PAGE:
In the last few years we've really gotten into playing board games. One of our early favorites was Carcassonne, which was simple enough but also gave an outlet to Ann's occasional aggression. So we journeyed westwards to visit the namesake of our erstwhile diversion, though along (and slightly out of) the way, we figured that we'd hit a few of the so-called Cathar Castles* in the Languedoc region as well.
The first of these was Montségur, a ruined castle from the 13th century built near a settlement dating from the age of Neanderthals(!). We arrived after visiting hours but it was still light out and there was no gate, so we scrambled up the little hill, just in time for it to start raining. Still, what an breathtaking view of the Midi-Pyrenees from the top, and we could hear cowbells clanging in the distance.
We stayed at a B&B run by a British woman, and next morning woke up to beautiful sunshine:
We continued onwards toward Puivert, another not quite Cathar Castle from the 14th century. This one was much better preserved and still had many of its rooms intact, including one for the gathering of troubadours (this came to mind). After a roasting uphill hike, we discovered to our delight and wonderment how naturally cool it was inside stone buildings. Can you imagine living here, with these views!
Looking out from the top of the keep, we were also struck by how the farms, churches, and roads below actually looked like the pieces from the board game. Somewhere in the distance we thought we caught a glimpse of a patch of red, so we decided to go and check it out. After driving around aimlessly for half an hour through muddy farm roads, we found what we've been looking for – a poppy field!
Our rental car has taken a bit of a beating, but we were eager to continue on. We managed to squeeze in a brief stop at the Abbey of Saint Hilaire (where one particular priest had commissioned some ahem very impolite paintings to adorn the walls of his private chamber), before finally going on to Carcassonne.
At a rest stop along Route A61, we finally caught a glimpse of the magnificent walled city:
Since it was recommended to us by multiple people, we made a dinner reservation at La Barbacane (one of the THREE Michelin-starred restaurants in the tiny city). The outdoor seating was located on the ramparts of Carcassone, overlooking the countryside and in view of some of the castle towers. It was a perfect evening and the food was exquisite as it was beautiful.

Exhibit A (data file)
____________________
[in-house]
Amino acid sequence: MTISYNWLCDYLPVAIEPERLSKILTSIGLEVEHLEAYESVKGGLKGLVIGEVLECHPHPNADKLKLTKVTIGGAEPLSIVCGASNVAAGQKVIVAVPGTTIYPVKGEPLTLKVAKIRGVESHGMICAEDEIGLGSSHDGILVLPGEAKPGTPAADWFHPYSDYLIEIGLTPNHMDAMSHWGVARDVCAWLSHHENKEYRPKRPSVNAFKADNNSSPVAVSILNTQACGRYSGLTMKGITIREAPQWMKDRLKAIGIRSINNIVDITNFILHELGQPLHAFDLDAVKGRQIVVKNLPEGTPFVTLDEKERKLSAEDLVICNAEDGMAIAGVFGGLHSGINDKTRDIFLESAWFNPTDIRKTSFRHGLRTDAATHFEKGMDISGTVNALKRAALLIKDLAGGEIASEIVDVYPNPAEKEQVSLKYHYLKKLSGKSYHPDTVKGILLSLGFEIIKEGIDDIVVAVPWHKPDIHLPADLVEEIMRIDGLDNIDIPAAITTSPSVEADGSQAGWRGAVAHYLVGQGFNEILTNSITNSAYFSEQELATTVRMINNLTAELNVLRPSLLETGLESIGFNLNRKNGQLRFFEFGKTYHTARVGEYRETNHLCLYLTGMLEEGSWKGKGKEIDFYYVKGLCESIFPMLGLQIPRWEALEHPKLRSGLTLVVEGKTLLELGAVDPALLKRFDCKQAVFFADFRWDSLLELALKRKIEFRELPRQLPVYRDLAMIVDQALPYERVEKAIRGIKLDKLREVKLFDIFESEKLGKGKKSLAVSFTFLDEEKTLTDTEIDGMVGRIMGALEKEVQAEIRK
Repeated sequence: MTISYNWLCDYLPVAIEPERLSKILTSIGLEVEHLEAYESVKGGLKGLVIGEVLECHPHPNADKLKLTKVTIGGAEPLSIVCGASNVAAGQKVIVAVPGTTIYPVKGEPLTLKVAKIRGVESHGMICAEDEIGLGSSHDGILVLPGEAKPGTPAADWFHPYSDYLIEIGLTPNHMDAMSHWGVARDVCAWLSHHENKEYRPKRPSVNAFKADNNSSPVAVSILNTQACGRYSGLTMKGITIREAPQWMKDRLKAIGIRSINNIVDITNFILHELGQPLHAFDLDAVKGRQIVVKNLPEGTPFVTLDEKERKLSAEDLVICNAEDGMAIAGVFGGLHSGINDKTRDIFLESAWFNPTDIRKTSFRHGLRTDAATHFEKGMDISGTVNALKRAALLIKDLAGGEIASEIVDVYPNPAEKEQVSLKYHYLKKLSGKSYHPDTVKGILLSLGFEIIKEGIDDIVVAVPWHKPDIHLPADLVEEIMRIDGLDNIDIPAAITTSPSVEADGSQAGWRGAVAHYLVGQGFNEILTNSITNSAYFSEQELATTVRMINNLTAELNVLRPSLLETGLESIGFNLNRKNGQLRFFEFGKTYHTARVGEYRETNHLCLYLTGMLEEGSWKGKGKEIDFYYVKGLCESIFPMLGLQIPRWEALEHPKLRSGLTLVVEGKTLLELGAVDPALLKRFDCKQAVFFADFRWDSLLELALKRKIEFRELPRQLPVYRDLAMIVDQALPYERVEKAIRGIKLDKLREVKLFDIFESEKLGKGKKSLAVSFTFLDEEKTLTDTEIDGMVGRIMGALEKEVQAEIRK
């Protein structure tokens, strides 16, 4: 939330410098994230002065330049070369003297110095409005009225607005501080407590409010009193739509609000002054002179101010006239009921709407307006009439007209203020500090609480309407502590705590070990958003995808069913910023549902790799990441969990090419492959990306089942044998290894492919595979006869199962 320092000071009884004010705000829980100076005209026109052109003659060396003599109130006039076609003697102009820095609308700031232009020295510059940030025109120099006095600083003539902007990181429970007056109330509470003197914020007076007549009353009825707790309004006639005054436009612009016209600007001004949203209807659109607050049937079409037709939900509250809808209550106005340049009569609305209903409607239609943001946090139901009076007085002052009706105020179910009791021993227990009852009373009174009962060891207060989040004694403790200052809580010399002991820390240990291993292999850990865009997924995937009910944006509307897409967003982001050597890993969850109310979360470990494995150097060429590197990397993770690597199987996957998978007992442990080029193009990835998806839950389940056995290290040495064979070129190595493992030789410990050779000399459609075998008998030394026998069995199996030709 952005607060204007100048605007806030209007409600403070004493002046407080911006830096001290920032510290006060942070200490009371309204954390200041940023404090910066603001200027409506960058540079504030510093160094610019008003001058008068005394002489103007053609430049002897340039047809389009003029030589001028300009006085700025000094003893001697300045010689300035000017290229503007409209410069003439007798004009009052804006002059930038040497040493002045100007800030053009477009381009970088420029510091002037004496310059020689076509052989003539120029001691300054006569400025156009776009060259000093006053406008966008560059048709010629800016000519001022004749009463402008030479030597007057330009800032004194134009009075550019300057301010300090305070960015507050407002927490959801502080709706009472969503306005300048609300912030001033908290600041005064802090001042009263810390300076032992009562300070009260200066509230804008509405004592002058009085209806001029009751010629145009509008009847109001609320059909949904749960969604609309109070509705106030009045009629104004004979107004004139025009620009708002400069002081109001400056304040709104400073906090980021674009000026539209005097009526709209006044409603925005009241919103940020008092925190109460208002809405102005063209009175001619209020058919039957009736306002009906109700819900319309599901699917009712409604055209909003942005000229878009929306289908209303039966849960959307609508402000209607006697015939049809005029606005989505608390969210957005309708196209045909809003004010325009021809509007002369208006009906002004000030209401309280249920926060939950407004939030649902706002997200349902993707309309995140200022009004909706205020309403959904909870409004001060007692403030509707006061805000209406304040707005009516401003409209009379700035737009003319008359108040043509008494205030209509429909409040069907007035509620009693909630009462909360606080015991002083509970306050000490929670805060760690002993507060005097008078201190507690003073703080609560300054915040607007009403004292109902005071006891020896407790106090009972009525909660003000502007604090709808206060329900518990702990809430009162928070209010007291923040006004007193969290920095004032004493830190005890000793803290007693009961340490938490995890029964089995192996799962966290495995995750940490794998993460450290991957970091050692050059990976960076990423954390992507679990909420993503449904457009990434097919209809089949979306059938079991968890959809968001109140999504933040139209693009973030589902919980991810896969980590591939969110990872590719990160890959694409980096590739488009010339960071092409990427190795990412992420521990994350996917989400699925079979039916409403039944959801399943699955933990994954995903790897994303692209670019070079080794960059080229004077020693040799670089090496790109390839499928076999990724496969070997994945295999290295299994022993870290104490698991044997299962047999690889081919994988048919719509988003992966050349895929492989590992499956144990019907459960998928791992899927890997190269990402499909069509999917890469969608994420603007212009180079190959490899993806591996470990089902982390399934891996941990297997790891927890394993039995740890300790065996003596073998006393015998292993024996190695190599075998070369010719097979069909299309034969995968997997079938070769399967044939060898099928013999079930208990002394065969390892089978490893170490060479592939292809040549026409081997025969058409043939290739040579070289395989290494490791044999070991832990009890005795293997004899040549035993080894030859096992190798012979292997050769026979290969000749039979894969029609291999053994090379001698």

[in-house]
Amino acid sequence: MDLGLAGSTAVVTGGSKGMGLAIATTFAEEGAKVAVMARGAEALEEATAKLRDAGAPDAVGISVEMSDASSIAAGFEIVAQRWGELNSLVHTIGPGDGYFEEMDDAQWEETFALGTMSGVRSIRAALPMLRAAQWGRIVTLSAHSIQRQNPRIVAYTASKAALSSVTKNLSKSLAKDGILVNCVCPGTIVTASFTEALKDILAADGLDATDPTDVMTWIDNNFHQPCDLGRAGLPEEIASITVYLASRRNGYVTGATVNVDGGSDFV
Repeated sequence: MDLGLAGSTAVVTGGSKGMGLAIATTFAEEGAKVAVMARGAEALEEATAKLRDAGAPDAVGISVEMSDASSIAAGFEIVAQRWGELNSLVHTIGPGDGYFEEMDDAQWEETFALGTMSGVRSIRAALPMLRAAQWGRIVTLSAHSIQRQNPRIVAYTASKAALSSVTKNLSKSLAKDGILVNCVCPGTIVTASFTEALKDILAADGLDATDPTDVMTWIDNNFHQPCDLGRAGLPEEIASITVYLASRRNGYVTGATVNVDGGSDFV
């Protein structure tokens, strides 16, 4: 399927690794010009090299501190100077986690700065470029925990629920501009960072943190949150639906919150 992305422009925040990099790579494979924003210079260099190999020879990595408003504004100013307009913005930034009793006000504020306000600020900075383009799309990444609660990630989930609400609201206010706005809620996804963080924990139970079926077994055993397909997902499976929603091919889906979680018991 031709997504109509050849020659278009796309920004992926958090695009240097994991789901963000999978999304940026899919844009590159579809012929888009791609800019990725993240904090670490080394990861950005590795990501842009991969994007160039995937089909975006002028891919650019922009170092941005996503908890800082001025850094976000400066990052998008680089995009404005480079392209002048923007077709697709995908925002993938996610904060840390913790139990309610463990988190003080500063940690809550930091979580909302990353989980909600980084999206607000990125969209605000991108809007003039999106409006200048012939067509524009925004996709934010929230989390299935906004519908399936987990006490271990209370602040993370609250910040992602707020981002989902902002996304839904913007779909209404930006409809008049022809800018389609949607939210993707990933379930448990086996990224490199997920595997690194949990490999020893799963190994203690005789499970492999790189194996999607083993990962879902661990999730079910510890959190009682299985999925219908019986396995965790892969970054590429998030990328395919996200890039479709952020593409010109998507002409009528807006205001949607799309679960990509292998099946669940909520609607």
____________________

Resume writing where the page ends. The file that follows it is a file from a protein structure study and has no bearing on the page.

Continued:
As a funny side-note, it quickly became clear to us (and our servers) that we were less than familiar with the etiquette of fine dining and overwhelmed by the number of silverware choices presented to us for each course, as we sheepishly learned that we were not to use all of them. To cope with our apparent barbaric savagery, we drank copious amounts of wine and made up a game to entertain ourselves. Each course is one round and the scoring is as below (the higher the better):
For each used silverware taken away and not replaced with same: +1pt for a lucky draw
For each unused silverware taken away: -1pt for sheer ignorance
For each used silverware taken away and replaced with same: -1pt for inappropriate usage
BONUS: If the waiter takes away only used silverware and replaces with unique silverware: +2pt
Suffice to say that by the end of the night we were fairly negative. Until next time! If they let us back...
Potential rules for future outings:
- Use of the crumb sweeper: -1pt for being a slob
- Stain on the beautiful white table cloth: -2pt for being an absolute slob
And so concluded our trip to France. Onwards back to Ireland. Final Carcassonne score: we captured many roads, one poppy farm, one cloister, and three castles (I'd say this counts as one with a pennant)!
*The Cathar Castles are a terrible historical misnomer for the sake of boosting tourism. The Cathars were an early Christian sect fleeing the Crusades during the 12-14th century, and had tried to retreat to the Pyrenees foothills before getting wholly expunged. They did in fact build some castles, many of which were subsequently razed and rebuilt, and most so-called "Cathar Castles" today in fact have little to no connections with the Cathars. In the end, we still ended up learning about the Cathars, so I guess it's all good...?
Next: Going home via (mostly) Northern Ireland.